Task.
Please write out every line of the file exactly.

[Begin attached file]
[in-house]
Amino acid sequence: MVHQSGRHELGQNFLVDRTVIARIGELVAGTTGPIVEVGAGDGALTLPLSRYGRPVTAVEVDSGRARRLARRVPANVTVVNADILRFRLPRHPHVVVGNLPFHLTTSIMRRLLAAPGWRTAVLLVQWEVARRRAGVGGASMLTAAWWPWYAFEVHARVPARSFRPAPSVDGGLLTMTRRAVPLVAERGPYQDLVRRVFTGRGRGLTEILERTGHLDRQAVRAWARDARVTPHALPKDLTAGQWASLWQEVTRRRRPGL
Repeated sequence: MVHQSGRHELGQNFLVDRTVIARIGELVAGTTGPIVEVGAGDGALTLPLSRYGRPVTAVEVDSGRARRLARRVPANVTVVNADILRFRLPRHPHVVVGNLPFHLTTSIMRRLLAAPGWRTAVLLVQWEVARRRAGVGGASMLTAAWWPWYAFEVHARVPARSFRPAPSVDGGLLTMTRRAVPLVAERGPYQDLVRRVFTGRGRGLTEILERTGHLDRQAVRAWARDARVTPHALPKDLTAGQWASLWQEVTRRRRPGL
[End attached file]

[in-house]
Amino acid sequence: MVHQSGRHELGQNFLVDRTVIARIGELVAGTTGPIVEVGAGDGALTLPLSRYGRPVTAVEVDSGRARRLARRVPANVTVVNADILRFRLPRHPHVVVGNLPFHLTTSIMRRLLAAPGWRTAVLLVQWEVARRRAGVGGASMLTAAWWPWYAFEVHARVPARSFRPAPSVDGGLLTMTRRAVPLVAERGPYQDLVRRVFTGRGRGLTEILERTGHLDRQAVRAWARDARVTPHALPKDLTAGQWASLWQEVTRRRRPGL
Repeated sequence: MVHQSGRHELGQNFLVDRTVIARIGELVAGTTGPIVEVGAGDGALTLPLSRYGRPVTAVEVDSGRARRLARRVPANVTVVNADILRFRLPRHPHVVVGNLPFHLTTSIMRRLLAAPGWRTAVLLVQWEVARRRAGVGGASMLTAAWWPWYAFEVHARVPARSFRPAPSVDGGLLTMTRRAVPLVAERGPYQDLVRRVFTGRGRGLTEILERTGHLDRQAVRAWARDARVTPHALPKDLTAGQWASLWQEVTRRRRPGL